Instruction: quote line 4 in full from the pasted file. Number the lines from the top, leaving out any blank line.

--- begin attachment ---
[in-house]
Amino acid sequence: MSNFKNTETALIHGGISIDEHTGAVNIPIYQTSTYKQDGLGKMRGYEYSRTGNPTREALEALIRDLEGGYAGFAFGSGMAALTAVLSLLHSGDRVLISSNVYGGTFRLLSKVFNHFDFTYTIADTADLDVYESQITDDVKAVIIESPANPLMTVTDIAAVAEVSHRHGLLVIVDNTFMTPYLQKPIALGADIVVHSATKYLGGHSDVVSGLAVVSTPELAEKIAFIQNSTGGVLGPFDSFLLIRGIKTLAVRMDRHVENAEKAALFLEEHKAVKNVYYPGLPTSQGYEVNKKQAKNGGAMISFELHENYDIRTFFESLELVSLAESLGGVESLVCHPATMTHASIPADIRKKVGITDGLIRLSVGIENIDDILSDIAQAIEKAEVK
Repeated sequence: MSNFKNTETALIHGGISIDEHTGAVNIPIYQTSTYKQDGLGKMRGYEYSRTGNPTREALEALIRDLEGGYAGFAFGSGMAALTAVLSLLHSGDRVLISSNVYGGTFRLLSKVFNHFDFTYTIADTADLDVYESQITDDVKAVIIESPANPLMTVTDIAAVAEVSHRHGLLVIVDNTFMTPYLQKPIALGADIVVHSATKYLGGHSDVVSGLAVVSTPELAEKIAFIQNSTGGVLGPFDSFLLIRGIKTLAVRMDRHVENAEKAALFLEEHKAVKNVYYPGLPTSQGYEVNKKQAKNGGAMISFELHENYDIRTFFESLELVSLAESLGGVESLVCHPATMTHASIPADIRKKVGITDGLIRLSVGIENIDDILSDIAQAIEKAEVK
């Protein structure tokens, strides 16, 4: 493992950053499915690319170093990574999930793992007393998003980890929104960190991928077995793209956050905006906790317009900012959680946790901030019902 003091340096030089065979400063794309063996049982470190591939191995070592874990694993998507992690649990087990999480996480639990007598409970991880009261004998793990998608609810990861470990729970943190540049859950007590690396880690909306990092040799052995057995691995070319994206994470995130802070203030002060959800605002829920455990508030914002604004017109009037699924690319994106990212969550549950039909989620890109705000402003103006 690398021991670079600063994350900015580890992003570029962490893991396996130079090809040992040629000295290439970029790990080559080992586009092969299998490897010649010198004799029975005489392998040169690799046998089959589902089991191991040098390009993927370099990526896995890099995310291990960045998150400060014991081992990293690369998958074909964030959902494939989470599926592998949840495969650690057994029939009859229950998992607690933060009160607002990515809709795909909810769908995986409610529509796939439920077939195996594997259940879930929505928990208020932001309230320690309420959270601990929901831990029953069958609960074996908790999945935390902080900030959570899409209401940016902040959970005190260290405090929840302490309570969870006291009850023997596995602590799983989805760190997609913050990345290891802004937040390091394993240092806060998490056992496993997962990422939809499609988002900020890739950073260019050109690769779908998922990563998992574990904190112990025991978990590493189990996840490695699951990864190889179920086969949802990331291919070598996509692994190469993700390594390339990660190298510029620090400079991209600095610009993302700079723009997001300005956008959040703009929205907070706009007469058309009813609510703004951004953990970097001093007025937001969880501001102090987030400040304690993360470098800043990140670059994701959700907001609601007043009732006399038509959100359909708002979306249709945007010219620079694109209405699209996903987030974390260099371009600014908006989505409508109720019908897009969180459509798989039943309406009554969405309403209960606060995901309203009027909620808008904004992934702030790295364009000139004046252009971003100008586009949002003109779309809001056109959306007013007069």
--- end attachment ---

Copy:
């Protein structure tokens, strides 16, 4: 493992950053499915690319170093990574999930793992007393998003980890929104960190991928077995793209956050905006906790317009900012959680946790901030019902 003091340096030089065979400063794309063996049982470190591939191995070592874990694993998507992690649990087990999480996480639990007598409970991880009261004998793990998608609810990861470990729970943190540049859950007590690396880690909306990092040799052995057995691995070319994206994470995130802070203030002060959800605002829920455990508030914002604004017109009037699924690319994106990212969550549950039909989620890109705000402003103006 690398021991670079600063994350900015580890992003570029962490893991396996130079090809040992040629000295290439970029790990080559080992586009092969299998490897010649010198004799029975005489392998040169690799046998089959589902089991191991040098390009993927370099990526896995890099995310291990960045998150400060014991081992990293690369998958074909964030959902494939989470599926592998949840495969650690057994029939009859229950998992607690933060009160607002990515809709795909909810769908995986409610529509796939439920077939195996594997259940879930929505928990208020932001309230320690309420959270601990929901831990029953069958609960074996908790999945935390902080900030959570899409209401940016902040959970005190260290405090929840302490309570969870006291009850023997596995602590799983989805760190997609913050990345290891802004937040390091394993240092806060998490056992496993997962990422939809499609988002900020890739950073260019050109690769779908998922990563998992574990904190112990025991978990590493189990996840490695699951990864190889179920086969949802990331291919070598996509692994190469993700390594390339990660190298510029620090400079991209600095610009993302700079723009997001300005956008959040703009929205907070706009007469058309009813609510703004951004953990970097001093007025937001969880501001102090987030400040304690993360470098800043990140670059994701959700907001609601007043009732006399038509959100359909708002979306249709945007010219620079694109209405699209996903987030974390260099371009600014908006989505409508109720019908897009969180459509798989039943309406009554969405309403209960606060995901309203009027909620808008904004992934702030790295364009000139004046252009971003100008586009949002003109779309809001056109959306007013007069």